Advocacy in the Gastroenterology Field: Q&A With AGA President Dr. Anil Rustgi

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Dr. RustgiFrom access to patient care and payment issues to biomedical research and political action, Anil Rustgi, MD, AGAF, president of the American Gastroenterological Association, discusses important advocacy issues and how gastroenterologists can get involved.

Question: What do you think are some of the most important issues to advocate for in the GI field?
 
Dr. Anil Rustgi: The most important issues for gastroenterology are continued access to specialty care and continuing to advance the science, and thus the practice, of the field. With the changes in our healthcare system and the impact on physician practices, physicians are facing huge changes to their practices with continued regulatory requirements and burdens. Coupled with the cuts in reimbursement to gastroenterology, we are concerned how these changes will impact patients' access to GI services.

Additionally, with private insurers continuing to cut the cost curve, they are narrowing their provider networks to save on costs, which will limit patients' choice of providers. All of these issues together continue to challenge physicians in practice. Also, with so much potential in biomedical research, we must do more to invest in this research, which will yield huge benefits for patient care.       
 
Q: Why do you think active advocacy is important for the field of gastroenterology?
 
AR: Since the government is one of the largest purchasers of healthcare, advocacy is essential to all physicians given the role it in plays in medicine. Physicians need to have their voices heard, just like any other citizens, but especially given the impact of government's decisions on our practices and our patients. If we don't advocate on behalf of our profession and our patients, no one else will.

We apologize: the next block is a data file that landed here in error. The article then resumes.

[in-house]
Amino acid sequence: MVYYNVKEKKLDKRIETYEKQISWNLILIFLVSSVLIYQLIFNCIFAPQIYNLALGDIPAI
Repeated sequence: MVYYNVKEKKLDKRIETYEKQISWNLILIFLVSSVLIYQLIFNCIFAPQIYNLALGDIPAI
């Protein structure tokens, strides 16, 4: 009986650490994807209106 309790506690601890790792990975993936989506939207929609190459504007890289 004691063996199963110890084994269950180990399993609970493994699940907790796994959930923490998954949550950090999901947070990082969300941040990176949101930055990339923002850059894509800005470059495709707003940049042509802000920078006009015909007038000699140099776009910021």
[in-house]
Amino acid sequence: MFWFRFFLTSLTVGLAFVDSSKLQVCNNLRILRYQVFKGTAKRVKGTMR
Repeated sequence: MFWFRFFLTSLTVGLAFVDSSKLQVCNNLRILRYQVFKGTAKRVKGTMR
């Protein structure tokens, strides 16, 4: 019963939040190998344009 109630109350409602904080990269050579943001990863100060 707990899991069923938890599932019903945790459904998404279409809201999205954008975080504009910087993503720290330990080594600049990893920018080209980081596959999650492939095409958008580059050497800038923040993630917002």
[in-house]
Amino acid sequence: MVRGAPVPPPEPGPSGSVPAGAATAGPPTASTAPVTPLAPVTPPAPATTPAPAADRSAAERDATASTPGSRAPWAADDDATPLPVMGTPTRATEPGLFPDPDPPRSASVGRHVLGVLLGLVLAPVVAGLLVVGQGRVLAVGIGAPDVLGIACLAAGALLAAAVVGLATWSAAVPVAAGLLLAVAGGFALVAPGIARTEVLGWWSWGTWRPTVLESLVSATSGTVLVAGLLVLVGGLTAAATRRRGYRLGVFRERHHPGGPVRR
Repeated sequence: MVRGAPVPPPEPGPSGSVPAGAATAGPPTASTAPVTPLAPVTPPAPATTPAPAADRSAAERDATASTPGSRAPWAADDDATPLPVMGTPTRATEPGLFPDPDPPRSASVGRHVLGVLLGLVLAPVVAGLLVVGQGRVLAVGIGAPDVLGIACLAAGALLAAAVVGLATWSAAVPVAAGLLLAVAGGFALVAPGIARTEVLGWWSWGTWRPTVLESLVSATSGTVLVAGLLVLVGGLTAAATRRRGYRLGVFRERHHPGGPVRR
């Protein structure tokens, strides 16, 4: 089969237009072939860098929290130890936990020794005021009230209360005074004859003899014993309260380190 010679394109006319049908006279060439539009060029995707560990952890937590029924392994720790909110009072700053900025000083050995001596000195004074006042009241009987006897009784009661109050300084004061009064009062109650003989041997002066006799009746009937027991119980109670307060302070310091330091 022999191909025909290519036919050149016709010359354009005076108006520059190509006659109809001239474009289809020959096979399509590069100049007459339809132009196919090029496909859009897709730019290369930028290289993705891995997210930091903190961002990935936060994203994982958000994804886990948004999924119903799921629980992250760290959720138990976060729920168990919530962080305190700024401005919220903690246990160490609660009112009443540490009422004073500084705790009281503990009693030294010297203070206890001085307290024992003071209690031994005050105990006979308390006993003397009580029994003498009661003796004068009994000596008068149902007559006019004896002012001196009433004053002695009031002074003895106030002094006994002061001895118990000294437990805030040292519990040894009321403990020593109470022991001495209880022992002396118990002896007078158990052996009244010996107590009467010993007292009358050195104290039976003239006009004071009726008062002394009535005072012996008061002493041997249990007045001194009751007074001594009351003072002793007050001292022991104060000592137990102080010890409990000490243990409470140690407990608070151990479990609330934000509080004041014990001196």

Q: You recently traveled to Capitol Hill. What issues were on top of your priority list for discussion with lawmakers?
 
AR: We spoke of the need to fund biomedical research, which is at a low point and has not kept up with inflation. The sequestration cuts have had negative consequences on existing research and grants from our nation's best and brightest who are unable to secure funding. I also talked about the recent cuts to GI services for upper endoscopy that were made final in the CMS Medicare Physician Fee Schedule Final Rule, without any notice in the proposed rule, which did not allow our specialty to comment during the proposed comment period or give our members time to adjust to these changes.

Some of these changes resulted in cuts of 36 percent for a procedure that is highly sophisticated and is used to detect esophageal, gastric or pancreatic cancer — all deadly conditions. We simply asked for more fairness and transparency in the process to allow us the time to analyze these changes and understand the CMS rationale.
 
Q: How can practicing gastroenterologists get involved in advocacy efforts?
 
AR: An easy way for physicians to get involved is to meet with their legislators, either in Washington, D.C., or when they are back in their states and districts. Physicians are constituents and we can be a voice for our patients. GIs can also give to their society's political action committees, such as AGA PAC, which helps elect candidates to Congress who are allies and will fight for our priorities.
 
Q: The year is just beginning. Are there other important issues for gastroenterologists that you expect to arise in 2014?
 
AR: Transitioning to new payment models and the integration of healthcare reform are moving ahead. The implementation of the Affordable Care Act will continue to be an issue for medicine, as will reimbursement issues. GI is facing cuts for upper endoscopy and we anticipate changes to colonoscopy this year as well. It is a critical time for the profession and the field. That is why it is so important that legislators hear from all of us and that we convey the value that gastroenterology brings to patients.  
 
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